There is some controversy circulating this year as to whether or not churches should gather together for worship Christmas Day, which happens to fall on a Sunday. Some churches are meeting, others are not. How should the church think about this issue? Lucky for you, in this podcast, I have the correct answer.
But, before we get into the controversy about the church gathering together for worship on Christmas Sunday this year, I want to explore some of the controversial miracles of Jesus as a sort of overarching backdrop for this topic.
Jesus’s Controversial Holiday Practice
Yes, you heard me right. Believe it or not, the healing miracles Jesus sometimes performed were controversial, got Him in trouble, and ultimately was a contributing factor in why He was ultimately arrested and killed.
Which sounds bizarre when you say such a thing out loud.
But if you study the gospels, you’ll find out that Jesus would sometimes heal someone on a sabbath day. This was seen as wildly controversial, because the Jewish sabbath day was a day of rest in which you were supposed to cease from all your labors. You were forbidden from doing anything that could remotely be construed as work. There was a limited number of steps you were allowed to take in a day, you couldn’t cook anything, and even moving a chair across a room could be considered a sin.
Violating the sabbath was a big deal, it was a capital offense, and could result in you being killed as punishment for failing to keep the sabbath day holy, as prescribed in the Ten Commandments given through Moses.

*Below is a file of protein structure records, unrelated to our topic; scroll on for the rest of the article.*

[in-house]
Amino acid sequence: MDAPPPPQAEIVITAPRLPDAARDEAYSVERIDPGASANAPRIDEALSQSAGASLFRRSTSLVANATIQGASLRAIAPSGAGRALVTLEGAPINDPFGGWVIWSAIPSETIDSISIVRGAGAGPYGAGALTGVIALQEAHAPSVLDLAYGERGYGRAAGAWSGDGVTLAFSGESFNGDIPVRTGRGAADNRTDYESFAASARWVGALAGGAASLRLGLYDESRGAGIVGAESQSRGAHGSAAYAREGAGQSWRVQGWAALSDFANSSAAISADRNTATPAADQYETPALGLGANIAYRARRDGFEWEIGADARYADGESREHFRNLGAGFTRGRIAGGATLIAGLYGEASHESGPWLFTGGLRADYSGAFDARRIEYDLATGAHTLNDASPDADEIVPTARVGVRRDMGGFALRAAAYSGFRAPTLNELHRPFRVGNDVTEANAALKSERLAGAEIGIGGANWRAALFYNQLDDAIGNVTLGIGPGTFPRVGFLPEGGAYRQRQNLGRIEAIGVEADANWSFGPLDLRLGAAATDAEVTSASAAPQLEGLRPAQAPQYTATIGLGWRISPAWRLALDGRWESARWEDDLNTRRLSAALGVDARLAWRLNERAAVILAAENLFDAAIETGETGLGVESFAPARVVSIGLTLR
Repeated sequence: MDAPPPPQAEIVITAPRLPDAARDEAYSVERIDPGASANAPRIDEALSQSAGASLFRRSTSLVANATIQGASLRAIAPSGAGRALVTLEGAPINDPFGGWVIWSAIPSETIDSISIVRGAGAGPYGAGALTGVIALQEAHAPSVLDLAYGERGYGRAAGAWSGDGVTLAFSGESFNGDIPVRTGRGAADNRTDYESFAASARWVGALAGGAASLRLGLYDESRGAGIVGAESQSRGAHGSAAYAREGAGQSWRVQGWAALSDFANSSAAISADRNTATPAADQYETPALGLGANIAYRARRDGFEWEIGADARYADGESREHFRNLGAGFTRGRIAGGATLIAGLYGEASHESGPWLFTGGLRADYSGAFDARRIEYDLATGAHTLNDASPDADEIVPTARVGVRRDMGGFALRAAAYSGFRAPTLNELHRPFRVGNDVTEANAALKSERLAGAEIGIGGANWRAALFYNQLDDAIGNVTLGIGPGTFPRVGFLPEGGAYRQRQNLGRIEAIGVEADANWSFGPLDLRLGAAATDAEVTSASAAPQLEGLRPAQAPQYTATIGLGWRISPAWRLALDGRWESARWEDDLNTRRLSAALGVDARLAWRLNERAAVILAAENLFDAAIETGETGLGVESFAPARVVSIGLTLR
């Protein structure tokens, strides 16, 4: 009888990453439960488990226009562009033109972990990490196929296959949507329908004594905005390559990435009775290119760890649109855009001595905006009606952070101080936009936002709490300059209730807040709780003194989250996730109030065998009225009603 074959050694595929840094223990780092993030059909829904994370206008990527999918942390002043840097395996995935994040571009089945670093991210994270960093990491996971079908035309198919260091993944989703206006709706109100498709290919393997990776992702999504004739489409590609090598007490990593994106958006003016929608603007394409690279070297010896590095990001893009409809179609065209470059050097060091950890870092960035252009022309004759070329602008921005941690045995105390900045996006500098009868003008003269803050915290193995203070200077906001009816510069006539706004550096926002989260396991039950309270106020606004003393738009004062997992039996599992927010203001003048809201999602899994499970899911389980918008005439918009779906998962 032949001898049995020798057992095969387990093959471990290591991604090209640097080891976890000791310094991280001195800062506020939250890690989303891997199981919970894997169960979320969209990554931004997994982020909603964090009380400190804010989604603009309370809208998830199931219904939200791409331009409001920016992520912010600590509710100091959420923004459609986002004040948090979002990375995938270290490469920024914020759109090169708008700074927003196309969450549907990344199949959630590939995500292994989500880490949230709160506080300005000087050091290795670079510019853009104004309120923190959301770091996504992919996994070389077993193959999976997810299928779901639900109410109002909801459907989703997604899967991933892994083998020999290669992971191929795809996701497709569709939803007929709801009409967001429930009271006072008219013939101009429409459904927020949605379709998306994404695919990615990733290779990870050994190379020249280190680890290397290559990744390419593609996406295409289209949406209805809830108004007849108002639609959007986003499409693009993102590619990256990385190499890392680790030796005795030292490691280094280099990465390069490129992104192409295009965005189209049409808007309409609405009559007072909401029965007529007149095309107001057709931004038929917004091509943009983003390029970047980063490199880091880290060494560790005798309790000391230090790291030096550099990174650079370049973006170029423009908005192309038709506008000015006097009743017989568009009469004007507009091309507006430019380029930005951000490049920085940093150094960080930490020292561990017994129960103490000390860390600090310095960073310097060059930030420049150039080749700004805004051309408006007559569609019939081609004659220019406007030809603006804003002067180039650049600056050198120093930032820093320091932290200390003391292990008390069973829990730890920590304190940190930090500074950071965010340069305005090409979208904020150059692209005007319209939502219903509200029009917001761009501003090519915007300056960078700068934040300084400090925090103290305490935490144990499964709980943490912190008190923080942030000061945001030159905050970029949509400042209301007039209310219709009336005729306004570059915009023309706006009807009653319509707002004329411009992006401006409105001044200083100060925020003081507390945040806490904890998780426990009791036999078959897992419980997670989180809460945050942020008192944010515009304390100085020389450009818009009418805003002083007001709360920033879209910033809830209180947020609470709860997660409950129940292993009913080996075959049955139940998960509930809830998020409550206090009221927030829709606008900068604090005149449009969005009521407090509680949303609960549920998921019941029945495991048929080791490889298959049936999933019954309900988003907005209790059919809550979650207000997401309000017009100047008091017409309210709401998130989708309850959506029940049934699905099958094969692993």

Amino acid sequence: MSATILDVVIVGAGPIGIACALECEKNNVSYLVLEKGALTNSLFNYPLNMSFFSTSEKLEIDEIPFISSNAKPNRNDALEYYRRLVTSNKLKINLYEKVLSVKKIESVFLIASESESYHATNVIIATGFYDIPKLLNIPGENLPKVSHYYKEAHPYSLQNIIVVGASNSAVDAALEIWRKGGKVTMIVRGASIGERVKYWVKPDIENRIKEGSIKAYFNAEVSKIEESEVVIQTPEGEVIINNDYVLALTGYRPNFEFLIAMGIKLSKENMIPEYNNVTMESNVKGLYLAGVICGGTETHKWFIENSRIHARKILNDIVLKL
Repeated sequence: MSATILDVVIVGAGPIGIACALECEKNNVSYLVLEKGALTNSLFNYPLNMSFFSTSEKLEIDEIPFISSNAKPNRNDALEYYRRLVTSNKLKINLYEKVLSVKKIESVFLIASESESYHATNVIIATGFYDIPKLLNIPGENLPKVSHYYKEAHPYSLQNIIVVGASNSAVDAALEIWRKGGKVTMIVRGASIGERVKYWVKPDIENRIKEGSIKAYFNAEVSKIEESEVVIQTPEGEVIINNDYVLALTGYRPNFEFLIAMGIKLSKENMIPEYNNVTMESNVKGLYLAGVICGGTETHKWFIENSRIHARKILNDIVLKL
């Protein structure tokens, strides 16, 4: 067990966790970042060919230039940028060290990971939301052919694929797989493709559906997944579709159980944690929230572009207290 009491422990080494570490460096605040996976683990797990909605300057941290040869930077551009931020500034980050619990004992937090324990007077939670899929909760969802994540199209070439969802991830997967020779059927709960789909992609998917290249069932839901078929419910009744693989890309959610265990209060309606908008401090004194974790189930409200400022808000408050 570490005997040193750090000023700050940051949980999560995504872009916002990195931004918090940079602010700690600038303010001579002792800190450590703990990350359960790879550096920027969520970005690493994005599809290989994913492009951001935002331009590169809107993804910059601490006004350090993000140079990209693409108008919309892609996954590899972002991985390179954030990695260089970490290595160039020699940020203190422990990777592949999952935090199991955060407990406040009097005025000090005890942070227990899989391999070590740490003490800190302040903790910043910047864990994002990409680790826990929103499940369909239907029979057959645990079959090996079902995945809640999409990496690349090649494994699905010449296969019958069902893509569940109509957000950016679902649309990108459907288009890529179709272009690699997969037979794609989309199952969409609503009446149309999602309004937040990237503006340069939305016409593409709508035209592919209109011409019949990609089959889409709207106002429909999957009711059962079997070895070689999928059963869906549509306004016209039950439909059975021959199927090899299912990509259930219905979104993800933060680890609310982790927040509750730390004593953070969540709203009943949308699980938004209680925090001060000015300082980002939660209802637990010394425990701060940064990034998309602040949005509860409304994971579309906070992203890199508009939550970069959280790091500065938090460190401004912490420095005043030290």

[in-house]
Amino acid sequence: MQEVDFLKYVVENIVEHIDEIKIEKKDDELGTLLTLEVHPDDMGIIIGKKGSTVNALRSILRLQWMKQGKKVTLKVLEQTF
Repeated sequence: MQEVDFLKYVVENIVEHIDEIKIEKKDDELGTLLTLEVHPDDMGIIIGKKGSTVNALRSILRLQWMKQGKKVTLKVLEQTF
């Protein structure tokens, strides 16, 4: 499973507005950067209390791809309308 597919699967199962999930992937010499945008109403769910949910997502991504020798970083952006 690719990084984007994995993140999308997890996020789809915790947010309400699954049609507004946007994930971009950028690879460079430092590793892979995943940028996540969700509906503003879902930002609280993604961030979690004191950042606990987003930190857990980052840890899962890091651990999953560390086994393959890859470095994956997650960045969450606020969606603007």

So when Jesus healed people on a sabbath day, the Jewish leaders of Jesus’s day got a bit upset at him. They told him healing others was considered work, and He should do his healing on the other 6 days of the week, because the sabbath was a day of rest, set aside for God, and not a day to do any work.
Jesus was astonished at the blindness the religious leaders of his day had regarding their understanding of the sabbath. He said they got it all backwards. Sabbath, Jesus taught, was created for man, not man for the sabbath.
That is, the religious tradition God gave the Israelites was for their own good. It was a day that was supposed to liberate them, not a day in which they should be shackled. It was a day God gave them for life, and there was nothing more life giving than performing miracles on a sabbath day.